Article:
• Join over 1.2 million students every month
  • Accelerate your learning by 29%
  • Unlimited access from just £6.99 per month

Historical Interpretation of Economic-Social Change

Extracts from this document...

Introduction

ASSIGNMENT 3 Historical Interpretation of Economic-Social Change The problem when looking at historical interpretations of economic-social change is that it is very difficult for the historian to comment without any of his or her personal political bias, it is for this reason that both sides of the standard of living debate must be looked at side by side. Historians commenting on the standard of living debate can be classified into two categories, the 'pessimists' who believe that the conditions for the working classes deteriorated, and the 'optimists' who hold the view that conditions improved with industrialisation. Historians when writing about the standard of living debate, attempt to explain the winners and losers of industrialisation by their own interpretation of evidence, as the study of the English working class has always been a politically biased subject. A pessimistic observer of Industrial Manchester was Friedrich Engels who wrote The Condition of the Working Class in England in 1844. This primary source is valuable, as Engels' father owned the factory in Manchester, which Engels had been sent to manage. Engels therefore had real experience of life in the city and his father's factory, and wrote with a social conscience. ...read more.

Middle

Clapham argues that welfare estimates are based on the earning of the principal breadwinner and that the Industrial revolution "provided opportunities for relatively considerable family earnings" (J.H. Clapham (1938) An Economic History of Britain). There is little reliable data that can be used to in evidence in the standard of living debate; birth and death rates are inaccurate as not all were registered. When using food consumption and diet statistics to debate the standard of living, R.M.Hartwell another optimistic historian uses wheat and bread prices as an argument for optimism as the prices fell after 1815 and were then relatively stable, he says that this suggests no long term shortage of wheat and flour. On the other hand though E.J.Hobsbawn a pessimist believes that wheat production and imports did not keep pace with population growth, illustrating the lack of firm evidence when debating the standard of living. Hartwell states that the wealth and opportunities created by industrialisation should not be ignored, and that there are misconceptions about agricultural life before the industrial revolution. He also notes that child labour was not a new concept and warns about "the myth of the golden age", when looking at the standard of living debate. ...read more.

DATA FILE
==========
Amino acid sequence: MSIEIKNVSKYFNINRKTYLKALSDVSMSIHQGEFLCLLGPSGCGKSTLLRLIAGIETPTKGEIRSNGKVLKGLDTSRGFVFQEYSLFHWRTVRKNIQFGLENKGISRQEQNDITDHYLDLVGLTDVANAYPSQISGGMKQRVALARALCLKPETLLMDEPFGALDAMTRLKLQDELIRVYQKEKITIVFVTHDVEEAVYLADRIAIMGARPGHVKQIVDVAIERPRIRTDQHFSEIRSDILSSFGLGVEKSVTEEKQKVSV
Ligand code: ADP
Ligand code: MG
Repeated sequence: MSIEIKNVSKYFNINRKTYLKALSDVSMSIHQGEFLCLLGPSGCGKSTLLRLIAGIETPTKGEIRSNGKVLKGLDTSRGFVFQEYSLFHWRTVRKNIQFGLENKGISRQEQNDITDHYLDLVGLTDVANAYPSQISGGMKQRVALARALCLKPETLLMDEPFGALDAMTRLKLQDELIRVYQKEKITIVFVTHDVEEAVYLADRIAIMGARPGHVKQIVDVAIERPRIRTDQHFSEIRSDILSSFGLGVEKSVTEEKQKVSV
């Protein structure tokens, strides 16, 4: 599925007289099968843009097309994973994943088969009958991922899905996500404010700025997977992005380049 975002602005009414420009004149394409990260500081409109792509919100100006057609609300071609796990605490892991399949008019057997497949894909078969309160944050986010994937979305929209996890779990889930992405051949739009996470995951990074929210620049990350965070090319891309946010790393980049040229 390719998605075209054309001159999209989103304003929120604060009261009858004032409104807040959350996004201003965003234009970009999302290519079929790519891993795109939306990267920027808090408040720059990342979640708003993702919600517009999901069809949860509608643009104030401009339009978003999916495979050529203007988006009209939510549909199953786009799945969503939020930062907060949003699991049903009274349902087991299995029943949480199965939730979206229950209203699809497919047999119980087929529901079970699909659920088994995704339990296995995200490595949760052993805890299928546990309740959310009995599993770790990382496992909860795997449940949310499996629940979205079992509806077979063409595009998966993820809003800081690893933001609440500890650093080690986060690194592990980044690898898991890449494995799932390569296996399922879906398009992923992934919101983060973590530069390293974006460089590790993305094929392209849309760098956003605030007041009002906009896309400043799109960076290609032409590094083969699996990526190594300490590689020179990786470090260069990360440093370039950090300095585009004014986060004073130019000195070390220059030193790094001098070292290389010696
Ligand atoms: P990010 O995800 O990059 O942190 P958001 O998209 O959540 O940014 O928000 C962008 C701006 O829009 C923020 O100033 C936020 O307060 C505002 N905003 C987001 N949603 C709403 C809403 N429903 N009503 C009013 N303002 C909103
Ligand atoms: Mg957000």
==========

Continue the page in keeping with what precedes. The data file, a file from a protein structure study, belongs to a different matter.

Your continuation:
Conclusion

He published Hard Times in 1854 and in this novel, comments on the conditions of the working class in an industrialised town. He illustrates the unfairness of the factory system, the hard working labourers who are little rewarded for their efforts whilst the factory manager lives in the lap of luxury. Whilst Elliot looks back at an earlier time of close knit village life contrasted with the new industrial town, Dickens uses his writing for a moral and social purpose. Elizabeth Gaskell published North and South, which is set in Industrial Manchester shortly after the publication of Hard Times. Unlike Elliot Gaskell recognises the ugliness of industrialisation but also recognises that in the agricultural village of Helstone, the inevitable changes that time has brought to the village force the reader to recognise that the unchanging idyllic memory of the village is reminiscence and not a reality in which people live. As with the novels written around the time of the Industrial Revolution, historical interpretations cannot be separated from the political viewpoint of the writer. Both sides of the debate, for their own cause, can interpret statistics used as evidence with a different approach. It is impossible for a writer to comment without his or her personal bias, experience or social background influencing their work. ...read more.